So does anyone have yet anything that: a) costs no more than $200, b) is completely free of any involvement with Facebook or other snoop-ware (ie. works even with the WAN cable yanked out), c) is capable of displaying a video streamed over from a suitable partner app on the PC (while relaying back my head movements), and d)most crucially, either allows glasses to be worn during use or else can adjust each eye's focus INDEPENDENTLY? Honest question...!

    I'm asking because I have zero interest in watching 360 "interactive" videos or playing any of the crap specialized apps that typically come with Google Cardboard-class "insert your phone" goggles - I want to play proper games on my PC, assuming I can coax them into displaying a VR/stereo double-frame using said companion software. I can already do all that with basically any classic cheap-and-cheerful goggle (minus the focus thing, very few do that), it's just that they seem to tend to have rather shitty viewing angles, so I'd appreciate anything slightly better constructed and/or more purposefully integrated with its companion PC software...

    1. Boothy

      a) Nope, not anything good anyway, and probably not for a long time. You're talking about hardware more advanced/complex than a modern high end mobile phone, so we'll get *good* & *cheap* VR, when you can buy the equivalent of a current iPhone for less than $200 (by which times the hardware will be even more advanced of course!).

      b) Vive works fine off-line, as long as what you are running works off-line as well of course.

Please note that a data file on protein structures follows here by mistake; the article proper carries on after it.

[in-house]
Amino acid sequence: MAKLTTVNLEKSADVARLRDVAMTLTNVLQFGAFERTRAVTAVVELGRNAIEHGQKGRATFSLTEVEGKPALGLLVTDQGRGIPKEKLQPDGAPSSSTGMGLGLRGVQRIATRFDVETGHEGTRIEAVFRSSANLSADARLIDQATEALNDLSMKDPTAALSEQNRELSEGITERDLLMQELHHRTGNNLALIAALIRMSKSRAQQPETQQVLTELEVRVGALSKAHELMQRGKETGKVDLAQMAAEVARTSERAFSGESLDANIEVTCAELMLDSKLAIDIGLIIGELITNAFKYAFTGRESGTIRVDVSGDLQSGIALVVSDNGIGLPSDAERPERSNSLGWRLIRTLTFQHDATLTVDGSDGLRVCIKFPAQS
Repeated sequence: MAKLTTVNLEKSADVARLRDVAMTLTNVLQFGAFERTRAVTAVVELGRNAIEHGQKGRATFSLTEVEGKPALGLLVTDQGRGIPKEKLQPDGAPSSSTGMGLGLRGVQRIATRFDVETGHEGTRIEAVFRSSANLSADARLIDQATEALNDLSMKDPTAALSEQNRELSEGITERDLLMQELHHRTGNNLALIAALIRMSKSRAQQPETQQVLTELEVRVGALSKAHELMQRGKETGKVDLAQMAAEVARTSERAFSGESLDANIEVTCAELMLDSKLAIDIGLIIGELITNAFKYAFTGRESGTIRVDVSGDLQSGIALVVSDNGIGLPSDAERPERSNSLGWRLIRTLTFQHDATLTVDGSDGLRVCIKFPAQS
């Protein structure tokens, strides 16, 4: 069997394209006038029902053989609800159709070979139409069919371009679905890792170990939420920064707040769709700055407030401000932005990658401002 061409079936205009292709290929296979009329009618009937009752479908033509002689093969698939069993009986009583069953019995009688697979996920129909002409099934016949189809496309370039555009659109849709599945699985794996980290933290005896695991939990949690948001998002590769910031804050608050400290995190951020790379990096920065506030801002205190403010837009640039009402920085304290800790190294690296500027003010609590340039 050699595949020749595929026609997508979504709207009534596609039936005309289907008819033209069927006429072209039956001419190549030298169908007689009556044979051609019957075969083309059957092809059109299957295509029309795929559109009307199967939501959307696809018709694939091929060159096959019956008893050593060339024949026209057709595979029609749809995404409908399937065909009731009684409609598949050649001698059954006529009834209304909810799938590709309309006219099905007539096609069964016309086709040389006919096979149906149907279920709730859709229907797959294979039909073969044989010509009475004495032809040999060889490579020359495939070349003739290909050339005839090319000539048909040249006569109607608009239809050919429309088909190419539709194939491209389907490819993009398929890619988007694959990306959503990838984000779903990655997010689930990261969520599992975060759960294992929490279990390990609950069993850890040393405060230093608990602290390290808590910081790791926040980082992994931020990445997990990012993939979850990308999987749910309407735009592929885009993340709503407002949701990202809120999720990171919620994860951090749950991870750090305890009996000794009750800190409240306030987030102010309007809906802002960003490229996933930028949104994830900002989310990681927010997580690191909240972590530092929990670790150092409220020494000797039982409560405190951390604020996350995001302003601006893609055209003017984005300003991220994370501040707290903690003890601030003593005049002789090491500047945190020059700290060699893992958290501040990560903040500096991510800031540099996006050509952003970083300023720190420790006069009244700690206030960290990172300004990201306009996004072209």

Vive games/apps also don't need to be in Steam to use the Vive, the drivers and Steam VR software is managed via Steam, but once running, any app/game that supports OpenVR can use the headset.

      c) Not sure what you are asking here.

      d) I wear glasses, had a Rift DK2, and have a Vive, no issues wearing glasses with either (Vive especially). But obviously that's going to depend on things like size of your frames. Regular sized frames, or smaller, shouldn't have any issue, but oversized frames might have problems. Also bifocals and varifocals are not too good with VR, as the bottom part of the screen gets blurry.

      1. DropBear

        Thanks for replying; unfortunately, the Vive is in the same "can't justify" price bracket as the Oculus for me, so no joy there. As for a), I reckon some goggles with nothing but pair of LCDs displaying content piped over from a PC could easily be produced for that much, I just don't really see anyone doing this kind of thing. And by c), I mean something like TrinusVR or TriDef3D - they just fool your 3D renderer into generating two side-by-side pictures of whatever your GPU is rendering instead of a single image, and they capture and send it over to an app on your phone for you to look at, in some cardboard-like goggles (they also send your head movements - as sensed by the phone's gyros - back to the PC to control the view). As for d), glad to hear the major players have this covered, but unfortunately most Cardboard-class goggles seem distinctly glass-unfriendly - some people even explicitly test this sort of thing in their reviews: most goggles fail it.